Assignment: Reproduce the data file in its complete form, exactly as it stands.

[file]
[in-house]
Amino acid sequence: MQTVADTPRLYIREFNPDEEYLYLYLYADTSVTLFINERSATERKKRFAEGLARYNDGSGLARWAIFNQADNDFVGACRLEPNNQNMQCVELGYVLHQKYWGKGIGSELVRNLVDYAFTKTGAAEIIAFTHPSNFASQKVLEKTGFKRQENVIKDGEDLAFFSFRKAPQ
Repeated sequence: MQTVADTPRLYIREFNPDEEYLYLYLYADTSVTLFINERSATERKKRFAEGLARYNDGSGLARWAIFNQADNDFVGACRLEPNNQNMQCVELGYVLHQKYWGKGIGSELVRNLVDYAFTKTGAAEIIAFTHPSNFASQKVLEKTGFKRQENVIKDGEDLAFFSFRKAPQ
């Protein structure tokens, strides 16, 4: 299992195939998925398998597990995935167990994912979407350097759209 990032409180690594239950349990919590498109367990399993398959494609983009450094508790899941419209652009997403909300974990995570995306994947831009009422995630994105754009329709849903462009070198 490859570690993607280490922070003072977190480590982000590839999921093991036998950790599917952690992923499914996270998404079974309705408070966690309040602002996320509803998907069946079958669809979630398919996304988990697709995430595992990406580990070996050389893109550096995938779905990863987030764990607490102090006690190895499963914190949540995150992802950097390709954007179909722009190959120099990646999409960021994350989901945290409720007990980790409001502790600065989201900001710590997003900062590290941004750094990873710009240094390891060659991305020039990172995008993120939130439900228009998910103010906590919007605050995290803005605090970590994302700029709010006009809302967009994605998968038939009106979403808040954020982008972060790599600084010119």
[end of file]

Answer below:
[in-house]
Amino acid sequence: MQTVADTPRLYIREFNPDEEYLYLYLYADTSVTLFINERSATERKKRFAEGLARYNDGSGLARWAIFNQADNDFVGACRLEPNNQNMQCVELGYVLHQKYWGKGIGSELVRNLVDYAFTKTGAAEIIAFTHPSNFASQKVLEKTGFKRQENVIKDGEDLAFFSFRKAPQ
Repeated sequence: MQTVADTPRLYIREFNPDEEYLYLYLYADTSVTLFINERSATERKKRFAEGLARYNDGSGLARWAIFNQADNDFVGACRLEPNNQNMQCVELGYVLHQKYWGKGIGSELVRNLVDYAFTKTGAAEIIAFTHPSNFASQKVLEKTGFKRQENVIKDGEDLAFFSFRKAPQ
């Protein structure tokens, strides 16, 4: 299992195939998925398998597990995935167990994912979407350097759209 990032409180690594239950349990919590498109367990399993398959494609983009450094508790899941419209652009997403909300974990995570995306994947831009009422995630994105754009329709849903462009070198 490859570690993607280490922070003072977190480590982000590839999921093991036998950790599917952690992923499914996270998404079974309705408070966690309040602002996320509803998907069946079958669809979630398919996304988990697709995430595992990406580990070996050389893109550096995938779905990863987030764990607490102090006690190895499963914190949540995150992802950097390709954007179909722009190959120099990646999409960021994350989901945290409720007990980790409001502790600065989201900001710590997003900062590290941004750094990873710009240094390891060659991305020039990172995008993120939130439900228009998910103010906590919007605050995290803005605090970590994302700029709010006009809302967009994605998968038939009106979403808040954020982008972060790599600084010119």